I got a good question on this fine Memorial Day from CBSSports.com user tweedy, presumably the arch nemesis of Sylvester.
"Here's a question that I came up with after a day of fishing and extra curricular activities. If you start two closers, is it better to have them face off against each other or to have them in totally separate games? Like, do you like the idea that in their series one or the other of your dudes is going to get the save, or would you rather have them possibly both pitch on the same night?"
If you could really assure one closer would get a save each night, then I'd start the two facing each other, yes. Why not take a guaranteed save when you risk getting none with the alternative? Unfortunately, it doesn't work that way. Teams win all the time -- in fact, more than half the time -- without their closers recording a save.
Think about it. Almost ever year, at least one team wins 100 games, but how often do you see a closer save 50 games? Only 10 times has it ever happened. Similarly, you don't often see closers on 100-loss, 60-win teams saving 30 games.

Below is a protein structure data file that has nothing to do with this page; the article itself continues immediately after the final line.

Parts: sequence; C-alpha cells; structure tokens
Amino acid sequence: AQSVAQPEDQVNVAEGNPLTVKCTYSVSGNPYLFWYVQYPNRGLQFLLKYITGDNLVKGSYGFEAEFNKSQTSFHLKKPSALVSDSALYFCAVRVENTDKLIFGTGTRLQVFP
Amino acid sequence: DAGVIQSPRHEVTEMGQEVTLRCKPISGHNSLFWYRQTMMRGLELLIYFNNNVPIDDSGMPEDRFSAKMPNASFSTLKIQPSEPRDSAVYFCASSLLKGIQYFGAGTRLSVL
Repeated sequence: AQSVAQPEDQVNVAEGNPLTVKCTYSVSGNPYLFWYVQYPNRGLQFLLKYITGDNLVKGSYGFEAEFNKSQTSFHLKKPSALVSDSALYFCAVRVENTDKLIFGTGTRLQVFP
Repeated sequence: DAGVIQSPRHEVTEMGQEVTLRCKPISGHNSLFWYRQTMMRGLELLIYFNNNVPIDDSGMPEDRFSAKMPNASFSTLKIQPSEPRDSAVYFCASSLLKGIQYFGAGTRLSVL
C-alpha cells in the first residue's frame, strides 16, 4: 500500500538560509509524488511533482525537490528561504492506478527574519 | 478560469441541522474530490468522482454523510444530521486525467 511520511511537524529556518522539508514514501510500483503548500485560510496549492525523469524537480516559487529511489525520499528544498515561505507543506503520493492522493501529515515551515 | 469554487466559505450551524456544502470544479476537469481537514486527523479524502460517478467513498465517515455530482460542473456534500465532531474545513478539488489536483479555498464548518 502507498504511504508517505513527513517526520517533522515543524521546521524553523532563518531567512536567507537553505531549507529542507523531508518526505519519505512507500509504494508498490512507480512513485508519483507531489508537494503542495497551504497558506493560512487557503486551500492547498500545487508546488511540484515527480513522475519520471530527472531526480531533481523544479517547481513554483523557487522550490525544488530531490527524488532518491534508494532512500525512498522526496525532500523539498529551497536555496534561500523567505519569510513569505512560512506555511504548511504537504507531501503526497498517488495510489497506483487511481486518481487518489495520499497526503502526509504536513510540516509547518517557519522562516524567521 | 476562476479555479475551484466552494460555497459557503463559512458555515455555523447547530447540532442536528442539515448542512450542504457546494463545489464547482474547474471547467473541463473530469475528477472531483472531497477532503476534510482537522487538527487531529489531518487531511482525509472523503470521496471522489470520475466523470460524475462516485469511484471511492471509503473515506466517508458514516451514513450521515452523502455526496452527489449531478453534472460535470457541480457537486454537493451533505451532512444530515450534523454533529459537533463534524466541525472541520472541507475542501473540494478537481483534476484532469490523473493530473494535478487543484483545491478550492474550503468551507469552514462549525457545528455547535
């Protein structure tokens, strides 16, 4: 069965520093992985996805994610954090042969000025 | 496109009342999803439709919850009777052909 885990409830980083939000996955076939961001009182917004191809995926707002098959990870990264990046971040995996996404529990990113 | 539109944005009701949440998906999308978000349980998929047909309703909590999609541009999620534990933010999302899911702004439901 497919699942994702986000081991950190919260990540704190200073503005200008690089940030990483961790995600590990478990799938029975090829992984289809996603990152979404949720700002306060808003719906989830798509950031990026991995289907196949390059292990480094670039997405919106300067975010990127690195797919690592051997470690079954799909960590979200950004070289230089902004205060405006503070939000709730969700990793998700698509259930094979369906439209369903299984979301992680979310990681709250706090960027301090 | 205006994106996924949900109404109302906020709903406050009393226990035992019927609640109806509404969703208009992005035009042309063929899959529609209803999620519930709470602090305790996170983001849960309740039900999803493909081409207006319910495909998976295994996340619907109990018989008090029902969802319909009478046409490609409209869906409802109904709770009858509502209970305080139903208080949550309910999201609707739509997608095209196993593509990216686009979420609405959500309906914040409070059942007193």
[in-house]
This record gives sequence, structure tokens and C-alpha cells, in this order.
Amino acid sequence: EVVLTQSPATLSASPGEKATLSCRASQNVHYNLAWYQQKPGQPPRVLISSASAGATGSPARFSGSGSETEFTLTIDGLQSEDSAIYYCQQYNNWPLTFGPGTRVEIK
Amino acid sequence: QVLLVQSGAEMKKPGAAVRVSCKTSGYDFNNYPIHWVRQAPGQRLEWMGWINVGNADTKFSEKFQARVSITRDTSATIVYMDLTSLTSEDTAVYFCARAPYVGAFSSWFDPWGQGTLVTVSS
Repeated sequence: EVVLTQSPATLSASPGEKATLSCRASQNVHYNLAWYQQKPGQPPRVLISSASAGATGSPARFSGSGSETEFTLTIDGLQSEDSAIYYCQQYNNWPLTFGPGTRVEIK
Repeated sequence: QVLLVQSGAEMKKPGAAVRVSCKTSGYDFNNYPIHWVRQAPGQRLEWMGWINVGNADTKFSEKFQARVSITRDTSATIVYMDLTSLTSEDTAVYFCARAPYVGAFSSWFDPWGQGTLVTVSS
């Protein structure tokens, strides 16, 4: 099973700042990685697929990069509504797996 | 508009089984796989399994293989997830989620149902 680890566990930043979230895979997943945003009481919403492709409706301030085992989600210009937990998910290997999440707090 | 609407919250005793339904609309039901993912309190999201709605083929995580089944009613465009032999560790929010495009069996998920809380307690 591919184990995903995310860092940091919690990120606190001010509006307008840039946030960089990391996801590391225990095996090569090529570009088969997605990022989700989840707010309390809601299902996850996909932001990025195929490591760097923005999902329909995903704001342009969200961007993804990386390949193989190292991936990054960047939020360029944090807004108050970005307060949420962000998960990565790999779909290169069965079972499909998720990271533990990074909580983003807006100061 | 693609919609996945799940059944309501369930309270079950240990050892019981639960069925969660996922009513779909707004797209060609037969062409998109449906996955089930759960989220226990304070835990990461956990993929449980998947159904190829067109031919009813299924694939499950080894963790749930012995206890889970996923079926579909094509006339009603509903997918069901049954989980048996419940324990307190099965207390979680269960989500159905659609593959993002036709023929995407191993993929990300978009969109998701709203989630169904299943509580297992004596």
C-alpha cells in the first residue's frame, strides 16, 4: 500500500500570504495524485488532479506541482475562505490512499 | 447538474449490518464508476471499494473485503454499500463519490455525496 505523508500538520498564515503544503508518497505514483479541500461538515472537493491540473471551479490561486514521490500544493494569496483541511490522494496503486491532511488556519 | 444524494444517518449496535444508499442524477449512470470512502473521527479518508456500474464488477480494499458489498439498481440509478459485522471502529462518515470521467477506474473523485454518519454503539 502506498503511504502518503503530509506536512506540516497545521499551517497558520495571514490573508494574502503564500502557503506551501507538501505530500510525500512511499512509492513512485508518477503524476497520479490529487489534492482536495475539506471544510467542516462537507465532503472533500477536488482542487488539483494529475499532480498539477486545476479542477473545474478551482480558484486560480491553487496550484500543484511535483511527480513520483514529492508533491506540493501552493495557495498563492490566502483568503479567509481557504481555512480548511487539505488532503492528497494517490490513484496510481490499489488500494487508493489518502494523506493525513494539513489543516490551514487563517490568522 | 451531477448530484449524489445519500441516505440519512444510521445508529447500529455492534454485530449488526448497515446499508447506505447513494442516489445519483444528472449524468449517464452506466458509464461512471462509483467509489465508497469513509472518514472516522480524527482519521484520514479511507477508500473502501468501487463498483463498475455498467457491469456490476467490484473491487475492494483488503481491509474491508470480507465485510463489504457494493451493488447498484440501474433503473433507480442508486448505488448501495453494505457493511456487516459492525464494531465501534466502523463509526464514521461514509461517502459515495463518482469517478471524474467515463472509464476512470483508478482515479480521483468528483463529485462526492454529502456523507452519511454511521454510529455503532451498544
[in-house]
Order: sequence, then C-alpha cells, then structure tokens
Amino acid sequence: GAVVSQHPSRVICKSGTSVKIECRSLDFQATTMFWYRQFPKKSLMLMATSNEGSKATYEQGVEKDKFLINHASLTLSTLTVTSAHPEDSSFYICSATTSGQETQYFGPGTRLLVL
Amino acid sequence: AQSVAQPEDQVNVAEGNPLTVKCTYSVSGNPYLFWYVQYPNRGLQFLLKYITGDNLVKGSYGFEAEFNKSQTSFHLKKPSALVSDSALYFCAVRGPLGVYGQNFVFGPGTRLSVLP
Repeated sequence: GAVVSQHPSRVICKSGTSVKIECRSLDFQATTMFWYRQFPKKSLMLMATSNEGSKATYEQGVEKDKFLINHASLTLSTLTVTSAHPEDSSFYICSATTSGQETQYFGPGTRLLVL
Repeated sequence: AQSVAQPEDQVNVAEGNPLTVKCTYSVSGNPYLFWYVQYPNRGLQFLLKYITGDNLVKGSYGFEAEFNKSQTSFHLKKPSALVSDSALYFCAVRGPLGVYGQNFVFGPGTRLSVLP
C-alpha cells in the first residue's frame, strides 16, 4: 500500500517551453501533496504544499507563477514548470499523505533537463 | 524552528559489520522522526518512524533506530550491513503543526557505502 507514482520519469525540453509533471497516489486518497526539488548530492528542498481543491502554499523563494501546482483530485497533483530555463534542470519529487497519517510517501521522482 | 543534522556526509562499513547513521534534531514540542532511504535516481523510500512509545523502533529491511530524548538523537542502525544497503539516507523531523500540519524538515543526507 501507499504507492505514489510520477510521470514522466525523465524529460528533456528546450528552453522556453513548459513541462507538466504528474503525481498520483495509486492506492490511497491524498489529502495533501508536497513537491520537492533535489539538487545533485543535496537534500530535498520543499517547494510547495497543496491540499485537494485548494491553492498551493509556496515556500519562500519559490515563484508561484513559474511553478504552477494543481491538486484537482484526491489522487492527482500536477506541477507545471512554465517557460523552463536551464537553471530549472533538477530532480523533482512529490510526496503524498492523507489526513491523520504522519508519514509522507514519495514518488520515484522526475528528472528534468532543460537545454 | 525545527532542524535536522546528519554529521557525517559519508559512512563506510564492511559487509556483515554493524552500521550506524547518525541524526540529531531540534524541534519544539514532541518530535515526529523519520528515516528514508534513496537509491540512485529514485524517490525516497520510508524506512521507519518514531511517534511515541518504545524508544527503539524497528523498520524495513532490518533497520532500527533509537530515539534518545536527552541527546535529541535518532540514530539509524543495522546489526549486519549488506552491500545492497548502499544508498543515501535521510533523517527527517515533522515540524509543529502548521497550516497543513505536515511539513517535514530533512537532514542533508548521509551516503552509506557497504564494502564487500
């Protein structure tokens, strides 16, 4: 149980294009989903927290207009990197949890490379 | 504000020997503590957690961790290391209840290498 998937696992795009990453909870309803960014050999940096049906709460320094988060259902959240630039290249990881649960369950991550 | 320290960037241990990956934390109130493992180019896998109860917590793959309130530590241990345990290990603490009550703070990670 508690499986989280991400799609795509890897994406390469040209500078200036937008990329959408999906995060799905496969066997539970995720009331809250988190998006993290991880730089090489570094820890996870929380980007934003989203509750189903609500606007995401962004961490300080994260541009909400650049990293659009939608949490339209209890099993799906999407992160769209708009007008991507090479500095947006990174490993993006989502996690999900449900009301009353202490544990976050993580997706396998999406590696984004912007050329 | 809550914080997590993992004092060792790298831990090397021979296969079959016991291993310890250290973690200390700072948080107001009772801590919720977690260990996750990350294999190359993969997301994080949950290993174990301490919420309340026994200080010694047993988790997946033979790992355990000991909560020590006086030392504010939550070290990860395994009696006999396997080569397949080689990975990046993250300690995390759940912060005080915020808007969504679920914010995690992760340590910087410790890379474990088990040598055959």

So what's a fair estimate, then? A closer saves maybe 40 percent of his team's wins -- meaning 40 saves for one an a 100-win team and 24 saves for one on a 60-win team? That sounds about right.
So when you have two teams facing each other, your only guarantee is that one will win, and since each closer saves around 40 percent of his team's wins, you have only a 40 percent chance of getting a save if you start both closers for each game.
Confused yet? I could go further with the math, but then you get into adding unions and multiplying intersections and other concepts I vaguely remember from my high school statistics class.
Let's just say that if you have two closers who play for teams that win more than 50 percent of their games, the math says you'd rather their teams not face each other. Personally, I don't need the math. Because saves are so sparse and unpredictable, I'd rather maximize my opportunity to get them, and the best way to do that is if both of my closers' teams have a chance to win.
Of course, your dilemma doesn't end there. Even if you decide you don't want to start two closers facing each other, you have to pick one to bench, and the possibility of picking wrong is usually enough to convince me to start both, making this whole discussion moot.
It's the same way when you have two of your Fantasy team's aces facing off against each other. Say you have Brandon Webb starting against Cole Hamels, meaning you can't get wins from both. Who do you bench? If you sit Webb and Hamels ends up taking the loss, you feel like a real doofus, and suddenly, that one start from Bronson Arroyo doesn't seem worth it.
So in most cases, I just like to stick with my best players. I don't need another excuse to beat myself up.
That's all for now.